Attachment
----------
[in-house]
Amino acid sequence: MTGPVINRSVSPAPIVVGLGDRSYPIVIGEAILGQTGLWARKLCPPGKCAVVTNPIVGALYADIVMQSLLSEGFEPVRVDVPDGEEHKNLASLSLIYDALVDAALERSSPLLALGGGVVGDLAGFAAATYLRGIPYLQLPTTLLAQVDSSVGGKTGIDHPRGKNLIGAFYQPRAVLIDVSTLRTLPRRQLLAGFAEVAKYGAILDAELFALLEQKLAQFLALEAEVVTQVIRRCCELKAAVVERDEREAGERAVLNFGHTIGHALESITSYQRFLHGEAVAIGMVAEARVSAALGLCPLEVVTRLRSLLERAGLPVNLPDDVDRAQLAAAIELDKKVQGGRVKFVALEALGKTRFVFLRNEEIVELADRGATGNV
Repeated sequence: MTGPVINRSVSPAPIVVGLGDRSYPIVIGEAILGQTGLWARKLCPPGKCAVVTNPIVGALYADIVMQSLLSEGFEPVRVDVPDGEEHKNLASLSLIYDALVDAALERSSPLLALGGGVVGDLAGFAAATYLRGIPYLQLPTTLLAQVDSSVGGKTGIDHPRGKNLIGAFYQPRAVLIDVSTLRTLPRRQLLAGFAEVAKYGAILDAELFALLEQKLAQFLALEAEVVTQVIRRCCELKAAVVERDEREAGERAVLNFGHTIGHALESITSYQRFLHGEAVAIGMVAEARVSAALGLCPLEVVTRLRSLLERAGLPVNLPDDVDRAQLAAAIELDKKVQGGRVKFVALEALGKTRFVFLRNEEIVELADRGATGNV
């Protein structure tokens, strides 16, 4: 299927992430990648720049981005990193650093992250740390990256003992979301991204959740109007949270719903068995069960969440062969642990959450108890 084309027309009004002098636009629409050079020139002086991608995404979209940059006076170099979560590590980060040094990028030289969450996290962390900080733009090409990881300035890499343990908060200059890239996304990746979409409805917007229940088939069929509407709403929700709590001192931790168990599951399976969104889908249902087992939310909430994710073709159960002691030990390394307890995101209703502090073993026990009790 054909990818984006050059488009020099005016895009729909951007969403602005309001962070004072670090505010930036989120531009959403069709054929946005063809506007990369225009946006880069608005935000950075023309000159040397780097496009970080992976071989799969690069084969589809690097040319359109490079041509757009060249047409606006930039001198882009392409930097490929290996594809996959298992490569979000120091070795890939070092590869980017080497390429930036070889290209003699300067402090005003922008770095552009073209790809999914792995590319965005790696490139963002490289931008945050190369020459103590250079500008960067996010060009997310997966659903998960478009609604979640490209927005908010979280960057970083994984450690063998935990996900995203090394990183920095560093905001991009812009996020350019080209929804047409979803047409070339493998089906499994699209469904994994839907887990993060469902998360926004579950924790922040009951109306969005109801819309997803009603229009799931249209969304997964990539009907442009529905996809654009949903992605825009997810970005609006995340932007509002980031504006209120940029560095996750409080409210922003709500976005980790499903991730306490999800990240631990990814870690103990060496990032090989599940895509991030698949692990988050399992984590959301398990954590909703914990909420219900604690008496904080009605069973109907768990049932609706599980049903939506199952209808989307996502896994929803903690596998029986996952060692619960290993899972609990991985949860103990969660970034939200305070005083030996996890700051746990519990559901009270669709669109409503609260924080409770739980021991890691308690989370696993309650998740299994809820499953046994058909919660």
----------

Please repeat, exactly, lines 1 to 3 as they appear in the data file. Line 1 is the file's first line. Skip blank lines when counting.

[in-house]
Amino acid sequence: MTGPVINRSVSPAPIVVGLGDRSYPIVIGEAILGQTGLWARKLCPPGKCAVVTNPIVGALYADIVMQSLLSEGFEPVRVDVPDGEEHKNLASLSLIYDALVDAALERSSPLLALGGGVVGDLAGFAAATYLRGIPYLQLPTTLLAQVDSSVGGKTGIDHPRGKNLIGAFYQPRAVLIDVSTLRTLPRRQLLAGFAEVAKYGAILDAELFALLEQKLAQFLALEAEVVTQVIRRCCELKAAVVERDEREAGERAVLNFGHTIGHALESITSYQRFLHGEAVAIGMVAEARVSAALGLCPLEVVTRLRSLLERAGLPVNLPDDVDRAQLAAAIELDKKVQGGRVKFVALEALGKTRFVFLRNEEIVELADRGATGNV
Repeated sequence: MTGPVINRSVSPAPIVVGLGDRSYPIVIGEAILGQTGLWARKLCPPGKCAVVTNPIVGALYADIVMQSLLSEGFEPVRVDVPDGEEHKNLASLSLIYDALVDAALERSSPLLALGGGVVGDLAGFAAATYLRGIPYLQLPTTLLAQVDSSVGGKTGIDHPRGKNLIGAFYQPRAVLIDVSTLRTLPRRQLLAGFAEVAKYGAILDAELFALLEQKLAQFLALEAEVVTQVIRRCCELKAAVVERDEREAGERAVLNFGHTIGHALESITSYQRFLHGEAVAIGMVAEARVSAALGLCPLEVVTRLRSLLERAGLPVNLPDDVDRAQLAAAIELDKKVQGGRVKFVALEALGKTRFVFLRNEEIVELADRGATGNV